“The present State of Affairs in Europe Seem Strongly to presage a long continued war & I have reason to beleive that the ensuing Spring will open with very active operations on all quarters. The British Govt. flattered by the prospect of important aid on the Continent begin to treat neutrals more roughly than they have done of late but I doubt not that our Govt will firmly assert the rights of our Commerce & not permit them to be trampled on with impunity.

“I shall anxiously wait your letters in reply to this & the others lately wrote you.”

Adds in a postscript: “I have not in my publication noticed Mr Damens’ conduct in conniving at the exercise of the Official functions by Mr Hooglant during my absence who had been dismissed by me for [illegible]ble reasons because the intriguing fellow has so arranged that matter as to put it out of my power to prove the fact in Law—though no doubt exists thereof—viz of his acting as agent & by Mr Damen⟨’s⟩; connivance Mr H being his particular friend & correspondent at the Helder & so late as August 1804 I received a packett of letters sent up to my care from the Master of an American vessell on his arrival below among which letters was one addressed to Mr Hooglant as Consular Agent of the UStates tho he had been removed by me in 1801. As Mr D has threatned to spend ƒ20,000 to ruin me I thought best not to expose myself to him in any way—but you can rely my respected Sir on the fact of Mr H having acted agent in many cases during my absence & undoubtedly by Mr Damens advice as it gave him a conseque⟨nce⟩; of importance to Mr Damen’s interests in whose affairs he is Strongly connected & his right hand man in supporting the many impositions to which our commerce has been long subjected. The same principle has also prevented my taking notice of the intriguing business carried on for the procuring Passengers from Germany fully explained in my late letters to you.”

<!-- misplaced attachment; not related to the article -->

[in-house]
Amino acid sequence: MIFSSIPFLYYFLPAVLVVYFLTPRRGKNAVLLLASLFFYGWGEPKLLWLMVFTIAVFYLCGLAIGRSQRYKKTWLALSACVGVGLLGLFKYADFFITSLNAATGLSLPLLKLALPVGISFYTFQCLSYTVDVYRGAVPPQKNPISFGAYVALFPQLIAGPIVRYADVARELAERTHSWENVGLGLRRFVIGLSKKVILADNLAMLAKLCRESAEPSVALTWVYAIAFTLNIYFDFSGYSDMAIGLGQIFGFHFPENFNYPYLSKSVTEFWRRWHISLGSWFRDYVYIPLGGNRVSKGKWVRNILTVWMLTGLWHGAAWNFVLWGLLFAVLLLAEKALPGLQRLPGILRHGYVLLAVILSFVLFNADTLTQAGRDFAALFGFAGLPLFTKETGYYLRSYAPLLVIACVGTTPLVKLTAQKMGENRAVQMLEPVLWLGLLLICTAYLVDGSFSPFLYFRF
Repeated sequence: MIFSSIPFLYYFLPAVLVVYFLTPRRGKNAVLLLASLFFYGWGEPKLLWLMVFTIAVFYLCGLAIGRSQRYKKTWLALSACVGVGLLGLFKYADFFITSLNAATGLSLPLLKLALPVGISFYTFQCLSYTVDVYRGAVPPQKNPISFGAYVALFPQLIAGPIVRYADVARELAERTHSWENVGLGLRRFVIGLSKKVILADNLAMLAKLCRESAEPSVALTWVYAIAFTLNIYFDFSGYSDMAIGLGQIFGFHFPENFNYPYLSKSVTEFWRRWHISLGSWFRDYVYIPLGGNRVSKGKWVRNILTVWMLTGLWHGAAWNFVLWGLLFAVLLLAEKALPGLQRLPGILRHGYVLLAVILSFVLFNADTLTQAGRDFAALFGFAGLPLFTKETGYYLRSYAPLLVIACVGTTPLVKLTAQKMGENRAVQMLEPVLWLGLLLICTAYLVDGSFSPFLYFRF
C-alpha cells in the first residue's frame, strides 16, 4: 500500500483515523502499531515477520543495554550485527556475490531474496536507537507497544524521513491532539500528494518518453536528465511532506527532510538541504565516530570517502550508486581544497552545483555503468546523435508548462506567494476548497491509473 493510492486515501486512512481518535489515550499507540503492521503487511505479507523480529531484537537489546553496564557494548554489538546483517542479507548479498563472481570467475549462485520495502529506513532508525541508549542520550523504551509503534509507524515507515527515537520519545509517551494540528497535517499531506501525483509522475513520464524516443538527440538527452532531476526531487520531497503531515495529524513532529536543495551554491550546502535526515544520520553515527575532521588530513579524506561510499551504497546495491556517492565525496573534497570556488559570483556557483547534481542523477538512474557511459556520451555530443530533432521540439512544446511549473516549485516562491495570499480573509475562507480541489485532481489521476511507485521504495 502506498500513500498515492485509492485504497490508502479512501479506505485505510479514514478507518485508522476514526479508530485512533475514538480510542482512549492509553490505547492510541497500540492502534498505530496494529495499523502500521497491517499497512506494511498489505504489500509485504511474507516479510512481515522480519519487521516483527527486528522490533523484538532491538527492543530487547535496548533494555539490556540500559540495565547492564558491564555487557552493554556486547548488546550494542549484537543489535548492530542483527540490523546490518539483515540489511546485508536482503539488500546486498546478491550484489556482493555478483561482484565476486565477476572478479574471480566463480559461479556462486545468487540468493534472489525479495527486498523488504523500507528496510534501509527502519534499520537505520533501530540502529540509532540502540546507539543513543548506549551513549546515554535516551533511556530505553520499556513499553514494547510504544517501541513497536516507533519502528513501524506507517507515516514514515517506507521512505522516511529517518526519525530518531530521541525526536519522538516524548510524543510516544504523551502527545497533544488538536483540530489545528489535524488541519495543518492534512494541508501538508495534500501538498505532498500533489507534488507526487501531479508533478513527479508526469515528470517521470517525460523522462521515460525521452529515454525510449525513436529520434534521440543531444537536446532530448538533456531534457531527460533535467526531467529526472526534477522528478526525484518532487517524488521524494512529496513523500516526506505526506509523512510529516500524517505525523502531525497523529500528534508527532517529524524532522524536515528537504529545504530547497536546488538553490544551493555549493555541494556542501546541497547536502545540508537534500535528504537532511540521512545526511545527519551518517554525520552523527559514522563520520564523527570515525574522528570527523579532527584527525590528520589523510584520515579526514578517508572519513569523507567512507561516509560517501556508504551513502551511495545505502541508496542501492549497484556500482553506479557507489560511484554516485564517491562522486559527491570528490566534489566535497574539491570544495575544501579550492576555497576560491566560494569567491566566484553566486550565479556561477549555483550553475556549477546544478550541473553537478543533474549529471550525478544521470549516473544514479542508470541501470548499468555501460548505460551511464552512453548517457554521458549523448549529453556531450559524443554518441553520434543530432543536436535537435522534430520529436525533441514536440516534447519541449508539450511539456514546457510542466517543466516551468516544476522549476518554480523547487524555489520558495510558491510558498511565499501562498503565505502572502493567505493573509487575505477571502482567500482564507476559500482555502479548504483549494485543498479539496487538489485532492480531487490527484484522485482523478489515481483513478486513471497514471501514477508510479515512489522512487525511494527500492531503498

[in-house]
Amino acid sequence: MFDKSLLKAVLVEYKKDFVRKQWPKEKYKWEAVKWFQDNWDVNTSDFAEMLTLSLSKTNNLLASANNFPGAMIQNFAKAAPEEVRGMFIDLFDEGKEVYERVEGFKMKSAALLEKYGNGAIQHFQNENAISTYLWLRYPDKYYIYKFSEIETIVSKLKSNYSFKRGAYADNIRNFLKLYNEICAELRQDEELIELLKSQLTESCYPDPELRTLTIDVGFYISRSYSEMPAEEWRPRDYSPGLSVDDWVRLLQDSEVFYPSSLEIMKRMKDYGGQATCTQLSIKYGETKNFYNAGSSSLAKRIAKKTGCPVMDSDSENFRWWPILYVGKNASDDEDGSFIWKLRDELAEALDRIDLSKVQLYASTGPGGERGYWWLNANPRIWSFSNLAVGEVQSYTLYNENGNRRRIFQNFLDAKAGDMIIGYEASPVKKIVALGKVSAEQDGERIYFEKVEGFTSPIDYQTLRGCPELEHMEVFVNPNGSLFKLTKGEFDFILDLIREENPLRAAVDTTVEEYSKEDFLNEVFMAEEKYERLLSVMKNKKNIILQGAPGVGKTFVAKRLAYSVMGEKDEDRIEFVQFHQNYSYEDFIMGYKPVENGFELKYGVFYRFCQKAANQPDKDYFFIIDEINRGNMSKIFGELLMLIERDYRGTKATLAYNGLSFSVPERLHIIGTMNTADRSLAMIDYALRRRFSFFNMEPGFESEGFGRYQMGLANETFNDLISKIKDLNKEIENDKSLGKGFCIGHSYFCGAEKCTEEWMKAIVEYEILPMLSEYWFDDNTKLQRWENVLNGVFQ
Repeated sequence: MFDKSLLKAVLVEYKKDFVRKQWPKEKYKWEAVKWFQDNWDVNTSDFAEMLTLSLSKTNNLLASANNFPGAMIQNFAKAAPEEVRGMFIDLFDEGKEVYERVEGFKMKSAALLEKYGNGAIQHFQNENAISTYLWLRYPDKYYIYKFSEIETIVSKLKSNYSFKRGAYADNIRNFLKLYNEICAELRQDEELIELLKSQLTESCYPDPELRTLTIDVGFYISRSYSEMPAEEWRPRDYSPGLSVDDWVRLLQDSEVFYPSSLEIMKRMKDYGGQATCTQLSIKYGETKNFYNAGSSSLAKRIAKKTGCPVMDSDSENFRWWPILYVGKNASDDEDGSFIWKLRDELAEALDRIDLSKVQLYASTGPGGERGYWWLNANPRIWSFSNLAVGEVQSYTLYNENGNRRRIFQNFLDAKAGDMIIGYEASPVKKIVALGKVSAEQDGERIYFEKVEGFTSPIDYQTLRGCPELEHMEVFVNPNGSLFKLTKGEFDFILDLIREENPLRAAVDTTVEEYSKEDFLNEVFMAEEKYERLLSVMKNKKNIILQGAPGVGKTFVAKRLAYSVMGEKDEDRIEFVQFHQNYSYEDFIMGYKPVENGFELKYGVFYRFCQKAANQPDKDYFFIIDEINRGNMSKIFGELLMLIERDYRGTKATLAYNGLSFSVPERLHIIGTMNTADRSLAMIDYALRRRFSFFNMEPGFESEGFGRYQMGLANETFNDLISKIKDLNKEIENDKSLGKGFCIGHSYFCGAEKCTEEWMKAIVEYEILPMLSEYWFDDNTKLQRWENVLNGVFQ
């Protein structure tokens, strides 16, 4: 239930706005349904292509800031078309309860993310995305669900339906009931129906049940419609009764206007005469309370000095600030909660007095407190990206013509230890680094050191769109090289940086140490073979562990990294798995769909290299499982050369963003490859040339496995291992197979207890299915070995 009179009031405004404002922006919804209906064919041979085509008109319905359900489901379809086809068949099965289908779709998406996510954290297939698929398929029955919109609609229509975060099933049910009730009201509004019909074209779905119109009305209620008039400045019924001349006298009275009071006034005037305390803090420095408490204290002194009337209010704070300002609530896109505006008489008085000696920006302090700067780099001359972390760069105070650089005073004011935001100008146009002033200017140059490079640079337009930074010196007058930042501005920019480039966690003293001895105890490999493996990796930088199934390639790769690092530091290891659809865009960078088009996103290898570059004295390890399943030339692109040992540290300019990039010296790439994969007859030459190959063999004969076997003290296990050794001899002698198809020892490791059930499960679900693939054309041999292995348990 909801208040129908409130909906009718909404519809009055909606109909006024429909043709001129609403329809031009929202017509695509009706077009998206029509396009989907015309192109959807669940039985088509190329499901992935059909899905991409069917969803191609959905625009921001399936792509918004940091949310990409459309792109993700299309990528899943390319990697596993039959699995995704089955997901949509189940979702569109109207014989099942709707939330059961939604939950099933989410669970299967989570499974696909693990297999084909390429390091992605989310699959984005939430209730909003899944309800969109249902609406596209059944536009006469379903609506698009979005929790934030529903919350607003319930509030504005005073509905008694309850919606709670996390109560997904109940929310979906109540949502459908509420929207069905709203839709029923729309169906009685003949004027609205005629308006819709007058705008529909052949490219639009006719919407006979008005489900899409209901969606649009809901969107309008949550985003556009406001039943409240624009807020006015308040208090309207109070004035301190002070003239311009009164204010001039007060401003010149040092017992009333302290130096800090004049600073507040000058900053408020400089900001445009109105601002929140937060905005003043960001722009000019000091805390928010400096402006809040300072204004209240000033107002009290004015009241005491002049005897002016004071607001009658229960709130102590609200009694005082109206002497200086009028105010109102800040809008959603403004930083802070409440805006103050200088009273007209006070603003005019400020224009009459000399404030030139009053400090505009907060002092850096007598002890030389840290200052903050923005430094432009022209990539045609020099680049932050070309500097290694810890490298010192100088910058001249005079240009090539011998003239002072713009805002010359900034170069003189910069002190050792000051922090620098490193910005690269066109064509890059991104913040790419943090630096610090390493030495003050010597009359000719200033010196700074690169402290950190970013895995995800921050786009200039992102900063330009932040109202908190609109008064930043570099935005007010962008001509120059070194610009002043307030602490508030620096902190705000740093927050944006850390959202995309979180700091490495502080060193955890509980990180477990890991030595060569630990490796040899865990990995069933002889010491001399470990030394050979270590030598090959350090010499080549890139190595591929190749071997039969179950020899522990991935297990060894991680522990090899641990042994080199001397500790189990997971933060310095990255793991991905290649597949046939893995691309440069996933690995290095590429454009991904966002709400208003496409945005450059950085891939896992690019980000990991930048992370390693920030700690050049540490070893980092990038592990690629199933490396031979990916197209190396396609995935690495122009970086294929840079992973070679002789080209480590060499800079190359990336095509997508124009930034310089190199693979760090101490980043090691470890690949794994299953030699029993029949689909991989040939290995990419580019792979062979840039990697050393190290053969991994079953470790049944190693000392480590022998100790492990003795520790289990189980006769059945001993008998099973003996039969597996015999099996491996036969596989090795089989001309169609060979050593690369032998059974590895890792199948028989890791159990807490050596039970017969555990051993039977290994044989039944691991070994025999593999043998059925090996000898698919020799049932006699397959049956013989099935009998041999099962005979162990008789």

RC (DNA: RG 59, CD, Amsterdam, vol. 1). 4 pp.; docketed by Wagner as received 15 Oct.

1For the publication of Bourne’s 1804 letters to Damen & Van Oliver suggesting they combine their businesses, see PJM-SS description begins Robert J. Brugger et al., eds., The Papers of James Madison: Secretary of State Series (10 vols. to date; Charlottesville, Va., 1986–). description ends 9:380 n. 2. In his 1 Aug. 1805 statement, Bourne argued that at that time he believed that Damen & Van Oliver were correct in their conduct, denied that the wording in his letters implied that he intended to share his consular powers with Herman Hendrik Damen, said that he no longer had confidence in Damen and that his sponsorship of another brokerage house was based not on resentment at Damen’s refusal to the suggested combination but on that lack of confidence, asked where Damen had received the exclusive right to all American business in Amsterdam, said that all the American captains, merchants, and seamen with whom he had transactions would support him, and expressed his hope that this statement would restore public confidence in him (National Intelligencer, 18 Oct. 1805).